Sometimes I’m tempted, I’ll admit, to going to Submittable, clicking my cursor in the submission box, and start typing.  The worst that could happen is what already happens after endless revisions, refinements, and long agonizing over the ending.  Or the beginning.  Hell, even over the middle.

This blog post, I have to admit, is only a first draft.

Saturday, April 28, 2018

Writing Dynasty

In the never-ending quest to be published, I’ve turned to nonfiction.  In nonfiction, you see, all you have to do is convince someone you’ve got an idea nobody else has had.  It took me a few years to figure that out, but then I’ve always been a slow study.  Even doctorates don’t help.

I keep working at my fiction.  It’s where my heart is.  I just finished reading a book, World War Z, by Max Brooks.  Now, I know it’s a matter of taste—this was on the New York Times Bestseller list—but I didn’t care for it.  It wasn’t that well written.  Yes, it was a new idea but so is the one I’ve been trying to get published for a decade now.

What happened here, I wondered.  Then I looked closer.  Max Brooks is Mel Brooks’ son.  Yes, History of the World Part I Mel Brooks’ son.  Blazing Saddles Mel Brooks’ son.  I was reminded of a bit of advice from Writers’ Marketplace back when print books still existed: “Are you famous?  Come on in!” (That’s a paraphrase.)

No doubt, having a famous parent also counts.  Joe Hill has gained a reputation on his own right, but everyone knows he’s Stephen King’s son.  These are the writing dynasties the publishing world adores.  As if ability passes down with the genes.  Privilege certainly does.

I’m trying to keep a more positive attitude these days.  After all, I am the son of a high school dropout who married a career alcoholic.  I’m not dead yet, so that counts for something.  I’ve also been writing fiction since I was a tween.  Some of it my teachers (who knew nothing about publishing) urged me to send it out to magazines.  Somehow fame in a town of 900 counts for little.  Can’t even guarantee sales of a grand.

Brilliance comes in earnings potential.  My Medusa novel’s been with a publisher for over a year now.  Last August they expressed interest and then came the radio silence.  So it goes.  My child writes too.  Her greatest chance is if I start a dynasty.  It’ll probably be a nonfiction one, if any at all.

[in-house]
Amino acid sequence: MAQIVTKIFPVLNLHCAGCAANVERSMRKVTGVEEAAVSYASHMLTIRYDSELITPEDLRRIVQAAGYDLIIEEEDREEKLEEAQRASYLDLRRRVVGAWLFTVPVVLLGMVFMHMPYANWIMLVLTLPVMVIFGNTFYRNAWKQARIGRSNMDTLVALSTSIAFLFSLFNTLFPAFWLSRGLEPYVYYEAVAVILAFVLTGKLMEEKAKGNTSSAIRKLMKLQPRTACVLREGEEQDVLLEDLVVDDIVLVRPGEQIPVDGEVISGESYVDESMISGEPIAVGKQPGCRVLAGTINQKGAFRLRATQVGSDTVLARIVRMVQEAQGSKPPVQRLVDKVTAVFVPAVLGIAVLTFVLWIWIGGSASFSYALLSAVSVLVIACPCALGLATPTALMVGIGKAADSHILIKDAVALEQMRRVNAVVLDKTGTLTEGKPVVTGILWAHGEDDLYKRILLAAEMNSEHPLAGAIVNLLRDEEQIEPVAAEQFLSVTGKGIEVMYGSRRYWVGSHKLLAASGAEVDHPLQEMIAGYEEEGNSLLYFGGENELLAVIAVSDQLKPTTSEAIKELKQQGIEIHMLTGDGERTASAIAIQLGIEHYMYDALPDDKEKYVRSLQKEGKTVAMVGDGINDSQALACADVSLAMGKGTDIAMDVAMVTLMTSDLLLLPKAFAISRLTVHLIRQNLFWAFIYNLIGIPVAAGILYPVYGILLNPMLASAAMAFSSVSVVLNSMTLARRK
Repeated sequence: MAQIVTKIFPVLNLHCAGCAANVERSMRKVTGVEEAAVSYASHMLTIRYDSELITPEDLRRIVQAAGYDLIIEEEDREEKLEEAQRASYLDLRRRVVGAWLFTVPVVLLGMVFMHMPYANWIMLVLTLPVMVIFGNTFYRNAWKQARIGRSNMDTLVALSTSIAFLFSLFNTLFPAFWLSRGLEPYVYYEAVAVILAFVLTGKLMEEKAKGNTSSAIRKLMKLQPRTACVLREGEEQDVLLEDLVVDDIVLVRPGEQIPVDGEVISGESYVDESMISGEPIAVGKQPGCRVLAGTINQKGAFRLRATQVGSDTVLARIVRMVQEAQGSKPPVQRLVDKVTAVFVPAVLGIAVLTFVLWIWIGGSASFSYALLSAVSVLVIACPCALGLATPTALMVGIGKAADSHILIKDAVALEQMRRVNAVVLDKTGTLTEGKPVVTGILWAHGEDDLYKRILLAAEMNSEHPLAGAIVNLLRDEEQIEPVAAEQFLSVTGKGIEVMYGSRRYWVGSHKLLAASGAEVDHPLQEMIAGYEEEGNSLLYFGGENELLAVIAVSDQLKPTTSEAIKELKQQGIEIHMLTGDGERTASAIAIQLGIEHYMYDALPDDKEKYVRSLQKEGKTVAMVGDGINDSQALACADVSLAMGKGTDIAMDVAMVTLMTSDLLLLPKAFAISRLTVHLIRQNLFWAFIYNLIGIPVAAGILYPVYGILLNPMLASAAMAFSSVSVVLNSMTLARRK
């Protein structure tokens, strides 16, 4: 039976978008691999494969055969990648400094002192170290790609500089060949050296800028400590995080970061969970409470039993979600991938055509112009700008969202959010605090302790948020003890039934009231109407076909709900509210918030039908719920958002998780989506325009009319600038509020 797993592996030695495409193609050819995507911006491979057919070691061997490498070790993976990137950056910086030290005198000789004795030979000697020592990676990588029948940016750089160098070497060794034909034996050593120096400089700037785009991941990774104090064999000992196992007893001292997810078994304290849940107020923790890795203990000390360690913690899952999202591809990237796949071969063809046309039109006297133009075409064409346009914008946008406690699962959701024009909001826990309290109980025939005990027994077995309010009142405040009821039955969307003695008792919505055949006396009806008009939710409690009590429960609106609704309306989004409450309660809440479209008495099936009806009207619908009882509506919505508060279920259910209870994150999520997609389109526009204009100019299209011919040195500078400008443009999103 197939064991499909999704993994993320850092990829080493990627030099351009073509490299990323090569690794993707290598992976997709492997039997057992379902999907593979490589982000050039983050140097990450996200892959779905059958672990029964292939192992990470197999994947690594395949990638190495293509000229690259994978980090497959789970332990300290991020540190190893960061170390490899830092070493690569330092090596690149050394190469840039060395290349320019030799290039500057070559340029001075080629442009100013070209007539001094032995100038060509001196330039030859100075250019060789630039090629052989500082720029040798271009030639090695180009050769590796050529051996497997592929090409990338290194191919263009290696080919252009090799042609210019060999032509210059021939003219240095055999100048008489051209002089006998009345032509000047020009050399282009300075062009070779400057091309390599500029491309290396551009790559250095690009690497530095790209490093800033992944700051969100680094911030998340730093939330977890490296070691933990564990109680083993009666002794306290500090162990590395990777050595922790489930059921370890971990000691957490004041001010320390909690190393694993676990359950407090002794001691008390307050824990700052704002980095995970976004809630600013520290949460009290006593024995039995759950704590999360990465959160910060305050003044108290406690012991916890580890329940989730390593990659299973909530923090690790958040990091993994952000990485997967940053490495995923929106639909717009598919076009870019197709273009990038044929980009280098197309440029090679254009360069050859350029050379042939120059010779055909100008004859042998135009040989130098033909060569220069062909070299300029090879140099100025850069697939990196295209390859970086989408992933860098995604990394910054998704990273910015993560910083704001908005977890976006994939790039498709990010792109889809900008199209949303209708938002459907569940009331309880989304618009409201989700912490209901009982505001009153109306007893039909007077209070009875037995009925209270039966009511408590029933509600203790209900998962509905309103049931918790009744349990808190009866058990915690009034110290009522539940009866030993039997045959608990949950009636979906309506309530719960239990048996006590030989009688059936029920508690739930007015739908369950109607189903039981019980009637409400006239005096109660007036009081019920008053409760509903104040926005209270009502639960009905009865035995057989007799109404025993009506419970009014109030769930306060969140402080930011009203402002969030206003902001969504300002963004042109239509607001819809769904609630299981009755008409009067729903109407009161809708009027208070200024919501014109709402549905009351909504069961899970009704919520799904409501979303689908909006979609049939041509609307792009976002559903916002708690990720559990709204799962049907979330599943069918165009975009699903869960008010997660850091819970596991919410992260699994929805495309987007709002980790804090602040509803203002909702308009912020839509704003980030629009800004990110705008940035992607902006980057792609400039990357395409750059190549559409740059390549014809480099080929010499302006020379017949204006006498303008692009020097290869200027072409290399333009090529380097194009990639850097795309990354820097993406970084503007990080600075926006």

Saturday, March 17, 2018

Greasing the Wheels

Writing’s my retirement grease.  If I have to explain the concept to you, obviously you’re not up to date on the Simpsons.  Well, come to think of it, it’s been a few years since I’ve watched it myself.

Willie, the groundskeeper at Springfield Elementary is saving the grease from the school kitchen’s traps for his retirement.  Homer, on one of his get-rich-quick schemes, has been collecting spent grease to supplement his income.  When he targets the school, Willie spies the truck sucking up the goo and cries out “My retirement grease!”

Daily work is not only non-satisfying, it’s also time-consuming.  I sit at work thinking how there’s little to do and I could be getting so much writing done while I sit, staring at a screen, waiting for an email to pop up.  I don’t make enough money to retire.  My plan had been to die on the job, but then I realized, if I could make money on my writing, I’d have some grease.

Right now the lubrication is coming from non-fiction.  I’ve actually got two non-fiction contracts on my desk and my poor fictional self is suffering.  There’s no future in non-fiction.  Agents only want clients with high profiles and university posts.  Those of us who are working stiffs only get agency attention when we break through the glass walls, ceiling, and floor.  Shattered glass everywhere.  Retirement grease flows.

You see, I’m not making a bid to earn a living as a writer.  I’m realistic enough to know that’s impossible.  I would, however, like it to be my retirement grease.  Otherwise it’s die in an unfulfilling job, waiting for an email to pop up.  Is there anything so wrong with wanting to supplement your income a bit?

My last non-fiction book earned less than $100 in royalties.  That won’t even pay for one week’s commuting bill to work.  Willie is my guide.  I grew up working-class, just like he did.  And he knows the value of some retirement grease.